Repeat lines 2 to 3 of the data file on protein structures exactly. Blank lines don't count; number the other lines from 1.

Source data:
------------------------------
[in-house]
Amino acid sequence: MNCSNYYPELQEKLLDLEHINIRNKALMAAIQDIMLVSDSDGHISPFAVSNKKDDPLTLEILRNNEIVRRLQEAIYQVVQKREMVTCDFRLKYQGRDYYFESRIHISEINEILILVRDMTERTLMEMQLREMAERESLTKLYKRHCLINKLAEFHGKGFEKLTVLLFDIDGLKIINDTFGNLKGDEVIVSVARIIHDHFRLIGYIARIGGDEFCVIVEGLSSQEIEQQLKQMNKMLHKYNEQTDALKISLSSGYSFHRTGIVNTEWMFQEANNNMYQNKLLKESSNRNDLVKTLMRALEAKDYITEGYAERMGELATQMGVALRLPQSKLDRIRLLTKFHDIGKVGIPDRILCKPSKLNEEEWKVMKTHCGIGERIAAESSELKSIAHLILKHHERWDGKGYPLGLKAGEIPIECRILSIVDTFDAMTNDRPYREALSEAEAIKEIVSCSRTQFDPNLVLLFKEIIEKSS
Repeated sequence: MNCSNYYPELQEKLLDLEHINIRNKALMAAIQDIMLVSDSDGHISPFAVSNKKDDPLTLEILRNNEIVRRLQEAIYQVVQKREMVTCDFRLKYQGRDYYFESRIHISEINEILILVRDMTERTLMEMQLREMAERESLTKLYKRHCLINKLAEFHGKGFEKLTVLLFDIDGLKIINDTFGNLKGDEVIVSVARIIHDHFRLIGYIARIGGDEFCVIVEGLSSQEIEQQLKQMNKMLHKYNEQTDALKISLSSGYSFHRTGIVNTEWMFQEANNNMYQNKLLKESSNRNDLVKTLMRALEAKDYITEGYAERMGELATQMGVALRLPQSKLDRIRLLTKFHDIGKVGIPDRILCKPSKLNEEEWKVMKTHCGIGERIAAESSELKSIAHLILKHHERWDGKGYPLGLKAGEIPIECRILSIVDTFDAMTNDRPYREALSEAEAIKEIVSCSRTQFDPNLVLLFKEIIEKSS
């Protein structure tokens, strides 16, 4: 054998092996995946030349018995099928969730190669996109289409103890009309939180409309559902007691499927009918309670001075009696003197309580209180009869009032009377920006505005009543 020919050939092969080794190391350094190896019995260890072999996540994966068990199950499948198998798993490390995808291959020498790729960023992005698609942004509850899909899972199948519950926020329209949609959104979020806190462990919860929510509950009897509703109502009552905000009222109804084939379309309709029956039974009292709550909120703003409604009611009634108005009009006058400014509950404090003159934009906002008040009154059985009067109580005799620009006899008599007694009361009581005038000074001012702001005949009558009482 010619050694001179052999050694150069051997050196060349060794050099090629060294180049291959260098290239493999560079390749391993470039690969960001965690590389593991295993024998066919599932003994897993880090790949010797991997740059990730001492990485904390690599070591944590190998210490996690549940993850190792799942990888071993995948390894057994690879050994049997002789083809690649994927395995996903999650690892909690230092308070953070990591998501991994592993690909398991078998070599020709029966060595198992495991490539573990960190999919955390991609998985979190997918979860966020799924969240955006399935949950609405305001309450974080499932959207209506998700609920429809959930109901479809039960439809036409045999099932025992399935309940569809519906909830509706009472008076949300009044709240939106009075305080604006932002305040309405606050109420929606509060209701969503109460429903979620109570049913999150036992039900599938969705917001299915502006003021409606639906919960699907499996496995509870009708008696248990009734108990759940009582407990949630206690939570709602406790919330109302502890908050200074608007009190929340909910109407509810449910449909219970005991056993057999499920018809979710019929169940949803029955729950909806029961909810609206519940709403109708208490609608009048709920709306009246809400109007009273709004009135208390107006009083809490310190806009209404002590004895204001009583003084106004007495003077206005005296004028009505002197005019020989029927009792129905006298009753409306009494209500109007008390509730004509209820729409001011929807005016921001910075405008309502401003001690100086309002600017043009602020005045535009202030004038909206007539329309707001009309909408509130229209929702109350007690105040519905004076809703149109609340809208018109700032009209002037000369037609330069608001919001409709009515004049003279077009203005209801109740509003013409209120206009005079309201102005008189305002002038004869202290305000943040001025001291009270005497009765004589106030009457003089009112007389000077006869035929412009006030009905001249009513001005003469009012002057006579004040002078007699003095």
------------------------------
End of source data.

Amino acid sequence: MNCSNYYPELQEKLLDLEHINIRNKALMAAIQDIMLVSDSDGHISPFAVSNKKDDPLTLEILRNNEIVRRLQEAIYQVVQKREMVTCDFRLKYQGRDYYFESRIHISEINEILILVRDMTERTLMEMQLREMAERESLTKLYKRHCLINKLAEFHGKGFEKLTVLLFDIDGLKIINDTFGNLKGDEVIVSVARIIHDHFRLIGYIARIGGDEFCVIVEGLSSQEIEQQLKQMNKMLHKYNEQTDALKISLSSGYSFHRTGIVNTEWMFQEANNNMYQNKLLKESSNRNDLVKTLMRALEAKDYITEGYAERMGELATQMGVALRLPQSKLDRIRLLTKFHDIGKVGIPDRILCKPSKLNEEEWKVMKTHCGIGERIAAESSELKSIAHLILKHHERWDGKGYPLGLKAGEIPIECRILSIVDTFDAMTNDRPYREALSEAEAIKEIVSCSRTQFDPNLVLLFKEIIEKSS
Repeated sequence: MNCSNYYPELQEKLLDLEHINIRNKALMAAIQDIMLVSDSDGHISPFAVSNKKDDPLTLEILRNNEIVRRLQEAIYQVVQKREMVTCDFRLKYQGRDYYFESRIHISEINEILILVRDMTERTLMEMQLREMAERESLTKLYKRHCLINKLAEFHGKGFEKLTVLLFDIDGLKIINDTFGNLKGDEVIVSVARIIHDHFRLIGYIARIGGDEFCVIVEGLSSQEIEQQLKQMNKMLHKYNEQTDALKISLSSGYSFHRTGIVNTEWMFQEANNNMYQNKLLKESSNRNDLVKTLMRALEAKDYITEGYAERMGELATQMGVALRLPQSKLDRIRLLTKFHDIGKVGIPDRILCKPSKLNEEEWKVMKTHCGIGERIAAESSELKSIAHLILKHHERWDGKGYPLGLKAGEIPIECRILSIVDTFDAMTNDRPYREALSEAEAIKEIVSCSRTQFDPNLVLLFKEIIEKSS